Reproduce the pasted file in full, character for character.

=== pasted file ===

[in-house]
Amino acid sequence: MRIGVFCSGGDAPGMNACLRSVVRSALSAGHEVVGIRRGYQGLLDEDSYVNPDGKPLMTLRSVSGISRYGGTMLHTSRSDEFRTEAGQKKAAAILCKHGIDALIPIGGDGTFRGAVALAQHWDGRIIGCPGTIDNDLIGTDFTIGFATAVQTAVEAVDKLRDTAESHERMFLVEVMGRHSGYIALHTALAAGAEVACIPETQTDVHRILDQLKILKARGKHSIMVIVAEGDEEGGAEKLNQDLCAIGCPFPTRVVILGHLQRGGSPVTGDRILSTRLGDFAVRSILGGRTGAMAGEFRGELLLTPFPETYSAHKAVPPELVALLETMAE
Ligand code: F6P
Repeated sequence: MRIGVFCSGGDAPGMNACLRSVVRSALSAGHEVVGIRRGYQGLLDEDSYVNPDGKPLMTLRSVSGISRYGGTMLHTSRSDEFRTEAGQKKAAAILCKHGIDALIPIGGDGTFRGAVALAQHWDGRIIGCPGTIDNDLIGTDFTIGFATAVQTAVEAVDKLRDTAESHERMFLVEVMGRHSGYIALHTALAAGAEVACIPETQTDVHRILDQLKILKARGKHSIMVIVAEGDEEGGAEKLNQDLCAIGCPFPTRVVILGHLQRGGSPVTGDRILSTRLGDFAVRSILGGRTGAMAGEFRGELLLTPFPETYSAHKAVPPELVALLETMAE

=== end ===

[in-house]
Amino acid sequence: MRIGVFCSGGDAPGMNACLRSVVRSALSAGHEVVGIRRGYQGLLDEDSYVNPDGKPLMTLRSVSGISRYGGTMLHTSRSDEFRTEAGQKKAAAILCKHGIDALIPIGGDGTFRGAVALAQHWDGRIIGCPGTIDNDLIGTDFTIGFATAVQTAVEAVDKLRDTAESHERMFLVEVMGRHSGYIALHTALAAGAEVACIPETQTDVHRILDQLKILKARGKHSIMVIVAEGDEEGGAEKLNQDLCAIGCPFPTRVVILGHLQRGGSPVTGDRILSTRLGDFAVRSILGGRTGAMAGEFRGELLLTPFPETYSAHKAVPPELVALLETMAE
Ligand code: F6P
Repeated sequence: MRIGVFCSGGDAPGMNACLRSVVRSALSAGHEVVGIRRGYQGLLDEDSYVNPDGKPLMTLRSVSGISRYGGTMLHTSRSDEFRTEAGQKKAAAILCKHGIDALIPIGGDGTFRGAVALAQHWDGRIIGCPGTIDNDLIGTDFTIGFATAVQTAVEAVDKLRDTAESHERMFLVEVMGRHSGYIALHTALAAGAEVACIPETQTDVHRILDQLKILKARGKHSIMVIVAEGDEEGGAEKLNQDLCAIGCPFPTRVVILGHLQRGGSPVTGDRILSTRLGDFAVRSILGGRTGAMAGEFRGELLLTPFPETYSAHKAVPPELVALLETMAE